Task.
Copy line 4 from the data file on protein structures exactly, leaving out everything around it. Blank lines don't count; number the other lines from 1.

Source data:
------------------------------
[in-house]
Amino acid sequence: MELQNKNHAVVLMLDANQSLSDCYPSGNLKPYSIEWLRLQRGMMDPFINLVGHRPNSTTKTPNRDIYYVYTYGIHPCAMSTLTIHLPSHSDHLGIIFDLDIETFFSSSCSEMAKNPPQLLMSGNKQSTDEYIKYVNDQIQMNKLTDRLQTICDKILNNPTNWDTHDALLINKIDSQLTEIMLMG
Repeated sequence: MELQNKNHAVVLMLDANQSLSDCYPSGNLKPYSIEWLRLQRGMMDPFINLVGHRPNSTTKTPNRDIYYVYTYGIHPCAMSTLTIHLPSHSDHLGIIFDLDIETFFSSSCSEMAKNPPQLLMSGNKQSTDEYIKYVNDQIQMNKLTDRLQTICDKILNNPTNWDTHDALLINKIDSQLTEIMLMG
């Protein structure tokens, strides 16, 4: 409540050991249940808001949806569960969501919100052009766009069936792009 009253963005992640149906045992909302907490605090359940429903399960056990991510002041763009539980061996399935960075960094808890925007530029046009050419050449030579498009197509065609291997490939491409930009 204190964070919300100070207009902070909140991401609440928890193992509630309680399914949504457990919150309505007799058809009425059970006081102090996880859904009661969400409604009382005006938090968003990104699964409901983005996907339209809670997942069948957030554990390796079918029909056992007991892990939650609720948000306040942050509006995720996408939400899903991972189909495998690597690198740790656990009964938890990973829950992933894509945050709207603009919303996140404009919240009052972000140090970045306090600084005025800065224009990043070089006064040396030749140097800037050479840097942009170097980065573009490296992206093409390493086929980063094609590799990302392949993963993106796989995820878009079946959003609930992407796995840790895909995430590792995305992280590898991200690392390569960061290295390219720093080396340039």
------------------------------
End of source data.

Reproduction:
């Protein structure tokens, strides 16, 4: 409540050991249940808001949806569960969501919100052009766009069936792009 009253963005992640149906045992909302907490605090359940429903399960056990991510002041763009539980061996399935960075960094808890925007530029046009050419050449030579498009197509065609291997490939491409930009 204190964070919300100070207009902070909140991401609440928890193992509630309680399914949504457990919150309505007799058809009425059970006081102090996880859904009661969400409604009382005006938090968003990104699964409901983005996907339209809670997942069948957030554990390796079918029909056992007991892990939650609720948000306040942050509006995720996408939400899903991972189909495998690597690198740790656990009964938890990973829950992933894509945050709207603009919303996140404009919240009052972000140090970045306090600084005025800065224009990043070089006064040396030749140097800037050479840097942009170097980065573009490296992206093409390493086929980063094609590799990302392949993963993106796989995820878009079946959003609930992407796995840790895909995430590792995305992280590898991200690392390569960061290295390219720093080396340039």